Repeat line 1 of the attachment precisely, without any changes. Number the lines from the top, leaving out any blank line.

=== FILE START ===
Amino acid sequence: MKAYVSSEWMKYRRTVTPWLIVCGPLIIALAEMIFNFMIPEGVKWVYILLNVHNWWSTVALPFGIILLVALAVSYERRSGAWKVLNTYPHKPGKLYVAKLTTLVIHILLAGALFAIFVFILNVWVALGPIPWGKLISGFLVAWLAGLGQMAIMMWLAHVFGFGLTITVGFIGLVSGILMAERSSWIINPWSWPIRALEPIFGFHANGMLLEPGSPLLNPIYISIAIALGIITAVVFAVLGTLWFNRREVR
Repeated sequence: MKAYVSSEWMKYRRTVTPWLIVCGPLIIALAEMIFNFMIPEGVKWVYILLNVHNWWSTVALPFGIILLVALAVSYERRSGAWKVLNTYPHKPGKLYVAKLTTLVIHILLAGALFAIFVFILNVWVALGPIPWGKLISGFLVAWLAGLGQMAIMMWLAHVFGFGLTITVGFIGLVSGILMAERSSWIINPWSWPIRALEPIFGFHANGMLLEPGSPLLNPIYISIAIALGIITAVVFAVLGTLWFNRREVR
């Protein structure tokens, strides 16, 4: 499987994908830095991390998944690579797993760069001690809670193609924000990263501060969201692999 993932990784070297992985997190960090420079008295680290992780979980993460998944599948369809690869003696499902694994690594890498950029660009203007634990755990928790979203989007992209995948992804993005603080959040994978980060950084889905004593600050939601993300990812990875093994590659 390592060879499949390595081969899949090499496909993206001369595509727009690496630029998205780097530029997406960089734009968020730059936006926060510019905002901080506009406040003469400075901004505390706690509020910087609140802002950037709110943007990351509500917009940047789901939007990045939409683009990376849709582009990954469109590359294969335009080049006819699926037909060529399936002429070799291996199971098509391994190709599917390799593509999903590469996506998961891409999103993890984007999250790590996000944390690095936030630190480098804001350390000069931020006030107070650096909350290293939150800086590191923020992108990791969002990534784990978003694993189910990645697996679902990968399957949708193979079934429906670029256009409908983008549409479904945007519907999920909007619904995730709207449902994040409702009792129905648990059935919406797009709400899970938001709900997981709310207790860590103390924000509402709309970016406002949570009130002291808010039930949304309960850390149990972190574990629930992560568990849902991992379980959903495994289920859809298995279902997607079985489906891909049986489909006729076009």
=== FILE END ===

Amino acid sequence: MKAYVSSEWMKYRRTVTPWLIVCGPLIIALAEMIFNFMIPEGVKWVYILLNVHNWWSTVALPFGIILLVALAVSYERRSGAWKVLNTYPHKPGKLYVAKLTTLVIHILLAGALFAIFVFILNVWVALGPIPWGKLISGFLVAWLAGLGQMAIMMWLAHVFGFGLTITVGFIGLVSGILMAERSSWIINPWSWPIRALEPIFGFHANGMLLEPGSPLLNPIYISIAIALGIITAVVFAVLGTLWFNRREVR